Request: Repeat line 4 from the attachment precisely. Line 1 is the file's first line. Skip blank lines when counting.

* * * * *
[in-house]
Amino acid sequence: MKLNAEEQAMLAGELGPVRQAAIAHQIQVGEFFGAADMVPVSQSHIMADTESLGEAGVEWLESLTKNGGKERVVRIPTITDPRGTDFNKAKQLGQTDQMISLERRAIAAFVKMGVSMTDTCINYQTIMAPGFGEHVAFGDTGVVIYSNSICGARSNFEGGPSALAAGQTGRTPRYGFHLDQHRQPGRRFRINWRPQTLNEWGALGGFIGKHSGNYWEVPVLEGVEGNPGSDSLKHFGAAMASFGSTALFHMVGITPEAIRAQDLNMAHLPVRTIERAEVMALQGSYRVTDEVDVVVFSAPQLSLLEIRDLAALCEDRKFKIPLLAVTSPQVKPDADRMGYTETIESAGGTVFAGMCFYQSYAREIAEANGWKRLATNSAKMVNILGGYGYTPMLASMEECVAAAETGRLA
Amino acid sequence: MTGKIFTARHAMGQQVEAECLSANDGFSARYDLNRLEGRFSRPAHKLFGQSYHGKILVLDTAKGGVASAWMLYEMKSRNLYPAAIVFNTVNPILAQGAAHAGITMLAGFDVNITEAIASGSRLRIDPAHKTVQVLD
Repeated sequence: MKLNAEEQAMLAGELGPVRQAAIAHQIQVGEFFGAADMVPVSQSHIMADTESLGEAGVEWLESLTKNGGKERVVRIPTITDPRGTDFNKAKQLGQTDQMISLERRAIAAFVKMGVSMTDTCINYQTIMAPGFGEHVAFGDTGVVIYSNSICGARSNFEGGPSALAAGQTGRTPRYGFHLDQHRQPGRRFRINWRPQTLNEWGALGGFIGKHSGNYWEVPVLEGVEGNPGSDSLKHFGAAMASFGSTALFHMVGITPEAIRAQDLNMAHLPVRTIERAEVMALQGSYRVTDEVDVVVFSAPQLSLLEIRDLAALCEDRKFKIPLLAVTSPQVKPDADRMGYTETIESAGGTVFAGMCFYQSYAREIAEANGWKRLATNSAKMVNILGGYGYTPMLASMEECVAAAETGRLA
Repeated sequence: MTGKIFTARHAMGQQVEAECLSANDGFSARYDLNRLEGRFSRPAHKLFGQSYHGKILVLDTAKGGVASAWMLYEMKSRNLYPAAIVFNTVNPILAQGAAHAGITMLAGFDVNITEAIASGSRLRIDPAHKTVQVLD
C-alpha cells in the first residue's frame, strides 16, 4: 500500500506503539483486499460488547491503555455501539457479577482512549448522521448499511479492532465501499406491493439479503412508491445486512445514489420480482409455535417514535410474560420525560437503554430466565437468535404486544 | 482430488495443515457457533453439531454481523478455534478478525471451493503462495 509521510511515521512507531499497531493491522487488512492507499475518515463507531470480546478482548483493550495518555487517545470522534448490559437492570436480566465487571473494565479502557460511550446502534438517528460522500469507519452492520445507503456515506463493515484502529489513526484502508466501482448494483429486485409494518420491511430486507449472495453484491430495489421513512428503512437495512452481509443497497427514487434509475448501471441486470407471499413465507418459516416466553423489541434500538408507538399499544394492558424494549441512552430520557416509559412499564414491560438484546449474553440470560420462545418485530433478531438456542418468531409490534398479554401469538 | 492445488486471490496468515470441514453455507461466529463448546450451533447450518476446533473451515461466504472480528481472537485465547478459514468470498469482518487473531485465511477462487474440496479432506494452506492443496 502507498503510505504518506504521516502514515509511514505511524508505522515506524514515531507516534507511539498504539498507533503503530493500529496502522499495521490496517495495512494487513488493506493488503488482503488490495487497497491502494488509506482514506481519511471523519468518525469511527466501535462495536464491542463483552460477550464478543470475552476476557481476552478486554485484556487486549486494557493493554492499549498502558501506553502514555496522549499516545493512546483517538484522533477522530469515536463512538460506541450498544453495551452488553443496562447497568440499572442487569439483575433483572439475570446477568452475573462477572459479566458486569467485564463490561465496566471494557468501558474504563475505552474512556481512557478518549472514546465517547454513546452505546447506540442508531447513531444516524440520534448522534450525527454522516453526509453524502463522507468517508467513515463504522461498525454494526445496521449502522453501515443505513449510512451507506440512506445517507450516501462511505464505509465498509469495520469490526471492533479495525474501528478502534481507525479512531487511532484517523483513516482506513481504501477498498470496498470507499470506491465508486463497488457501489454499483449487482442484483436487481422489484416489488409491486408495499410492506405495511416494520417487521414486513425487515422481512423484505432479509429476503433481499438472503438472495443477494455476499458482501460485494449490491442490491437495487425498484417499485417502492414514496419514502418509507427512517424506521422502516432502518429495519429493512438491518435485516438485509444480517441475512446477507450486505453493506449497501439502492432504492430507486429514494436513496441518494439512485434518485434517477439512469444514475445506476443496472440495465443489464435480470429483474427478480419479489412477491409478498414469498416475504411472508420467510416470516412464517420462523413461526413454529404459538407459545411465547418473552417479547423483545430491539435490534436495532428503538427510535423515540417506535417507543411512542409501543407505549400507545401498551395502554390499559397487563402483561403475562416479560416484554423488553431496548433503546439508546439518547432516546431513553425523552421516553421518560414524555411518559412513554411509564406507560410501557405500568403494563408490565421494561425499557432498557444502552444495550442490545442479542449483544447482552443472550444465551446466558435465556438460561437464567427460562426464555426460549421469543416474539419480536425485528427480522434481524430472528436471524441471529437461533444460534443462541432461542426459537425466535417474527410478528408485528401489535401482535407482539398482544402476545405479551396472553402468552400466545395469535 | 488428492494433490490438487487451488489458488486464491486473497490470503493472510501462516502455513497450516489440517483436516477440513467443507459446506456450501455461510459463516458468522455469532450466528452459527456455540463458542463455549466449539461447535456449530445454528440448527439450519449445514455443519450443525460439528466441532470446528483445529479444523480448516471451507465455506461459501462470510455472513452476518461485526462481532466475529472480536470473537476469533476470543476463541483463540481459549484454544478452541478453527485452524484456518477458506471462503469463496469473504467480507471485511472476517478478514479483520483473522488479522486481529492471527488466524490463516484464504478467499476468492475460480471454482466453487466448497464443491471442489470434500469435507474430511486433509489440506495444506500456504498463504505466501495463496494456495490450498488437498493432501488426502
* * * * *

Repeated sequence: MKLNAEEQAMLAGELGPVRQAAIAHQIQVGEFFGAADMVPVSQSHIMADTESLGEAGVEWLESLTKNGGKERVVRIPTITDPRGTDFNKAKQLGQTDQMISLERRAIAAFVKMGVSMTDTCINYQTIMAPGFGEHVAFGDTGVVIYSNSICGARSNFEGGPSALAAGQTGRTPRYGFHLDQHRQPGRRFRINWRPQTLNEWGALGGFIGKHSGNYWEVPVLEGVEGNPGSDSLKHFGAAMASFGSTALFHMVGITPEAIRAQDLNMAHLPVRTIERAEVMALQGSYRVTDEVDVVVFSAPQLSLLEIRDLAALCEDRKFKIPLLAVTSPQVKPDADRMGYTETIESAGGTVFAGMCFYQSYAREIAEANGWKRLATNSAKMVNILGGYGYTPMLASMEECVAAAETGRLA